The son is faithful, trust worthy, loyal and obedient, even unto death. Not my will but your will be done. For however much God loves us, the sins of the world cannot be forgotten or ignored for ever. And everything that we see, learn and understand about Israel is encapsulated in Jesus. He is the true Israelite and represents them in their entirety. Whatever they could have been, should have been and would have been if it hadn’t been for their sin – he is! And if you can excuse me for a moment if I just briefly go all theological:
“To detach Jesus from Israel, or the incarnation from its deep roots in the covenant partnership of God with Israel would be a fatal mistake” T. F. Torrance.
My son Samuel gave me that, he’s studying him.
The Father loves the Son, but he also loves the world.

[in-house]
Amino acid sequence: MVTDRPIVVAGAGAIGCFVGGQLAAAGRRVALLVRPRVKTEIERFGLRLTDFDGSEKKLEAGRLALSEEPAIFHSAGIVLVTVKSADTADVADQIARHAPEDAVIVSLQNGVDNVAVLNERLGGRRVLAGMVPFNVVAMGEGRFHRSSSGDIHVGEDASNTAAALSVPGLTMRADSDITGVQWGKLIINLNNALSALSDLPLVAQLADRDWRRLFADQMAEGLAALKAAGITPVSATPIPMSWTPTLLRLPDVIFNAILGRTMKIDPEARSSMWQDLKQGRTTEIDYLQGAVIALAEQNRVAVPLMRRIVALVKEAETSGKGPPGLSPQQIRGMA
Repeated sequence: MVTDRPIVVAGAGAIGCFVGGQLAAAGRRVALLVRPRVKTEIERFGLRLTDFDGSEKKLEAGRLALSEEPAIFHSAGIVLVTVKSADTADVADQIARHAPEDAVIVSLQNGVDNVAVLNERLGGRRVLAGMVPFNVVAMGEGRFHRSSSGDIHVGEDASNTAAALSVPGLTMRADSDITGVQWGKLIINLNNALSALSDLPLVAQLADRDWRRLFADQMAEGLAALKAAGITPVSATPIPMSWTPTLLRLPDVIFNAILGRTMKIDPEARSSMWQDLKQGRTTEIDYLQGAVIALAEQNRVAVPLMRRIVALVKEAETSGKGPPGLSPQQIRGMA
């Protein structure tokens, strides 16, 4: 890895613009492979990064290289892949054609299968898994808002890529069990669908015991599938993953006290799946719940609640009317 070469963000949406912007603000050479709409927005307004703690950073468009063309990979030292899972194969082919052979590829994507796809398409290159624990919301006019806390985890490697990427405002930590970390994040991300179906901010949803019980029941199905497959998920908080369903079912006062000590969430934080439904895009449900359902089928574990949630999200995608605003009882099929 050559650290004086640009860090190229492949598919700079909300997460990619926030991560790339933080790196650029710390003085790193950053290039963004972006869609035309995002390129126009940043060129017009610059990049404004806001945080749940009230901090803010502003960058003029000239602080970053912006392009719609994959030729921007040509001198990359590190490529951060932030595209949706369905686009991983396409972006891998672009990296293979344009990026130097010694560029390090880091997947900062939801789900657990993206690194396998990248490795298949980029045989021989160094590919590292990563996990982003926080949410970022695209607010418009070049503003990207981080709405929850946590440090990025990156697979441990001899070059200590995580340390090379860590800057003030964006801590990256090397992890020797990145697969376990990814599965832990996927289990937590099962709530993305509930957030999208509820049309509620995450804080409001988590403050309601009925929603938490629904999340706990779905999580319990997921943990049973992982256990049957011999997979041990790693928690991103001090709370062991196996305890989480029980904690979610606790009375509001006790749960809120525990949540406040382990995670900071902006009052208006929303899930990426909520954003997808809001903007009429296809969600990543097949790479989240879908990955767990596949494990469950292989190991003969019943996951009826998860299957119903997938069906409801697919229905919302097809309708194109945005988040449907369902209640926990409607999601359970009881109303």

16 “For God so loved the world that he gave his one and only Son,f that whoever believes in him shall not perish but have eternal life.
(John 3.16 / NIV - Anglicised)
And so come right back to the beginning, ‘God is love’, and he loves you and me and all who put their faith and trust in him and Jesus who died upon the cross. He loves us, each of us with a passion. And perhaps never a truer word has been spoken that that – because when we simply say that God loves us for God is love, we need to be clear that we are not treating that statement cavalierly or glibly. Because it would also be true to say that just as much as ‘God is love’, ‘God is suffering’. His love for us is defined by his passion, and the passion of Jesus upon the cross. He loves us, laughs with us and weeps for us and the world, but still he loves us. Isn’t it a wonderful privilege to be able to call God our loving heavenly father. ‘Our father in heaven – hallowed be your name’.
In the name of Christ. Amen.